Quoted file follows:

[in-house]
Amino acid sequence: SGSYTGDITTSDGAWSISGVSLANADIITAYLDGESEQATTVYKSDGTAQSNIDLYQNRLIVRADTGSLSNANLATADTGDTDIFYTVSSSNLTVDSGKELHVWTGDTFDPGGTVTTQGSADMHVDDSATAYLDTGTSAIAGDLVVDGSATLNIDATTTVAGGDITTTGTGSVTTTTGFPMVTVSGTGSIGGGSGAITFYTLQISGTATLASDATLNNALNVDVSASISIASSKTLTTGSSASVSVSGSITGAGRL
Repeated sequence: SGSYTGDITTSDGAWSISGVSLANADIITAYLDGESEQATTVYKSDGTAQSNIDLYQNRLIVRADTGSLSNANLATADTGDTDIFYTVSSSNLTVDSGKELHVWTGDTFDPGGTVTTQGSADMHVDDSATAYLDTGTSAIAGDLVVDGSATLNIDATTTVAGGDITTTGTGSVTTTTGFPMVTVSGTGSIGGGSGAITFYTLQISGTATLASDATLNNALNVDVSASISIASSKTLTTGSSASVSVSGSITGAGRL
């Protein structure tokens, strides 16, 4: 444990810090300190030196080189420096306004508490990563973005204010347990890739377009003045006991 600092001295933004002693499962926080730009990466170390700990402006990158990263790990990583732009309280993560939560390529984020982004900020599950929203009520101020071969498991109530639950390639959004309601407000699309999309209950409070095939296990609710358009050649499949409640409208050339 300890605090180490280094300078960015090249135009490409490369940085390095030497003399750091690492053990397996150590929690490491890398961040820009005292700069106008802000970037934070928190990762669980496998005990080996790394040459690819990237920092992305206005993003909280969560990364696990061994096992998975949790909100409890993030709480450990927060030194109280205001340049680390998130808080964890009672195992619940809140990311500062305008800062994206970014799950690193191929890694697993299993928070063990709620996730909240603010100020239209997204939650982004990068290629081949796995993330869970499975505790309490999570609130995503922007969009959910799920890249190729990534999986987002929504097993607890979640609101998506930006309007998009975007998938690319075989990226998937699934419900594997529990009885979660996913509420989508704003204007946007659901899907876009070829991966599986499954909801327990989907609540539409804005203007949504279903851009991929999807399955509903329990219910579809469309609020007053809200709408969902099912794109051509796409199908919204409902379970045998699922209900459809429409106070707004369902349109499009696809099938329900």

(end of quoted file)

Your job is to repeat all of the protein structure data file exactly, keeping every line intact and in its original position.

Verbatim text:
[in-house]
Amino acid sequence: SGSYTGDITTSDGAWSISGVSLANADIITAYLDGESEQATTVYKSDGTAQSNIDLYQNRLIVRADTGSLSNANLATADTGDTDIFYTVSSSNLTVDSGKELHVWTGDTFDPGGTVTTQGSADMHVDDSATAYLDTGTSAIAGDLVVDGSATLNIDATTTVAGGDITTTGTGSVTTTTGFPMVTVSGTGSIGGGSGAITFYTLQISGTATLASDATLNNALNVDVSASISIASSKTLTTGSSASVSVSGSITGAGRL
Repeated sequence: SGSYTGDITTSDGAWSISGVSLANADIITAYLDGESEQATTVYKSDGTAQSNIDLYQNRLIVRADTGSLSNANLATADTGDTDIFYTVSSSNLTVDSGKELHVWTGDTFDPGGTVTTQGSADMHVDDSATAYLDTGTSAIAGDLVVDGSATLNIDATTTVAGGDITTTGTGSVTTTTGFPMVTVSGTGSIGGGSGAITFYTLQISGTATLASDATLNNALNVDVSASISIASSKTLTTGSSASVSVSGSITGAGRL
């Protein structure tokens, strides 16, 4: 444990810090300190030196080189420096306004508490990563973005204010347990890739377009003045006991 600092001295933004002693499962926080730009990466170390700990402006990158990263790990990583732009309280993560939560390529984020982004900020599950929203009520101020071969498991109530639950390639959004309601407000699309999309209950409070095939296990609710358009050649499949409640409208050339 300890605090180490280094300078960015090249135009490409490369940085390095030497003399750091690492053990397996150590929690490491890398961040820009005292700069106008802000970037934070928190990762669980496998005990080996790394040459690819990237920092992305206005993003909280969560990364696990061994096992998975949790909100409890993030709480450990927060030194109280205001340049680390998130808080964890009672195992619940809140990311500062305008800062994206970014799950690193191929890694697993299993928070063990709620996730909240603010100020239209997204939650982004990068290629081949796995993330869970499975505790309490999570609130995503922007969009959910799920890249190729990534999986987002929504097993607890979640609101998506930006309007998009975007998938690319075989990226998937699934419900594997529990009885979660996913509420989508704003204007946007659901899907876009070829991966599986499954909801327990989907609540539409804005203007949504279903851009991929999807399955509903329990219910579809469309609020007053809200709408969902099912794109051509796409199908919204409902379970045998699922209900459809429409106070707004369902349109499009696809099938329900």